May 18, 2011 — by: Karl Johnson
Categories: iPad, iPhone, News, Review

In the past, adding an external storage device was slow and cumbersome. Back in the day, users had to turn off the computer, plug-in and screw-in a connector, before turning the computer back on to add an external hard drive.

USB greatly helps the situation by allowing users to plug-in devices without having to turn off the computer. The connectors are smaller and don’t have to be screwed in. Laptop hard drives and USB 2.0 made it even easier by supplying power through the USB port, so these devices didn’t even need to be plugged into a power outlet. The next step is to remove one cable that is left.

This week Seagate announced the GoFlex Satellite, a mobile wireless storage device. This hard drive can stream 3 movies to three different iPads simultaneously over WiFi. It has a built-in battery that can last up to 5 hours. It can be charged/powered through a USB 3 port, which is backwards compatible with USB 2. Seagate already has an iPad and iPhone application available to access files from a GoFlex device. A 500GB version will sell for $199 and should be available later this summer.

This type of wireless device removes the final cable from external drives. While this will be great for any computer, it will be ideally suited for mobile devices like the iPad and iPhone that don’t have USB ports and generally are cable free. The device looks really interesting for iPad users, but the software does not.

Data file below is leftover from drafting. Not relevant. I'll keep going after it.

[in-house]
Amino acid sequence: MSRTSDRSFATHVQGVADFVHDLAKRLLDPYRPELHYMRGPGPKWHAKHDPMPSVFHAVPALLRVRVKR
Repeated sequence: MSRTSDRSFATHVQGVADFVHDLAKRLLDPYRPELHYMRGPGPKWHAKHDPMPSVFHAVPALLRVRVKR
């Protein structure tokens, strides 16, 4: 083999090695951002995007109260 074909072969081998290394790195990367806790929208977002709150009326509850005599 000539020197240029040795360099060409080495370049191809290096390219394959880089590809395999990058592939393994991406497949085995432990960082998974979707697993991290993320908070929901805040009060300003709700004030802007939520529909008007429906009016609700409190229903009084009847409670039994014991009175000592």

These devices require an application to access all the files on the external hard drive. That may be ok for watching movies, but not for real work. Moving files from the device to an application and back again is a headache waiting to happen. The blame for this rests entirely on Apple’s shoulders since iOS applications can’t access files outside of their application. Without an accessible file system, these devices will only see minimal usage. Apple needs to step up with some kind of iOS Finder for these devices to become useful and take off in popularity. Hopefully that is not far off and in iOS 5.

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1 Comment

  1. James ~ May. 18, 2011 @ 8:19 pm

    How is this any better than a USB powered drive? If the battery power was 24 hours or more, then yes, this would be a great advance. With only five hours of time before the device has to be plugged into mains, color me underwhelmed. You're still dealing with a wire, in this case it is a power wire, that most users will be deploying %80-99.99% of the time because of the five hour battery life. Right now a USB powered 2.5 drive delivers a much better bang for the buck. For the price of this WiFi HD you can get three times the storage capacity with a USB powered HD. For a little more you can get a USB powered 500gb HD and a airport extreme. I can see how a person who really hates the rat's nest clutter that USB cables present may like the drive. That person will be willing to pay the premium for some extra neatness. Me, I'll wait until WiFi drives become the standard and economies of scale kick in. The value proposition is upside down for this device. Cost is not matching benefit in any real way, at least not for me. #

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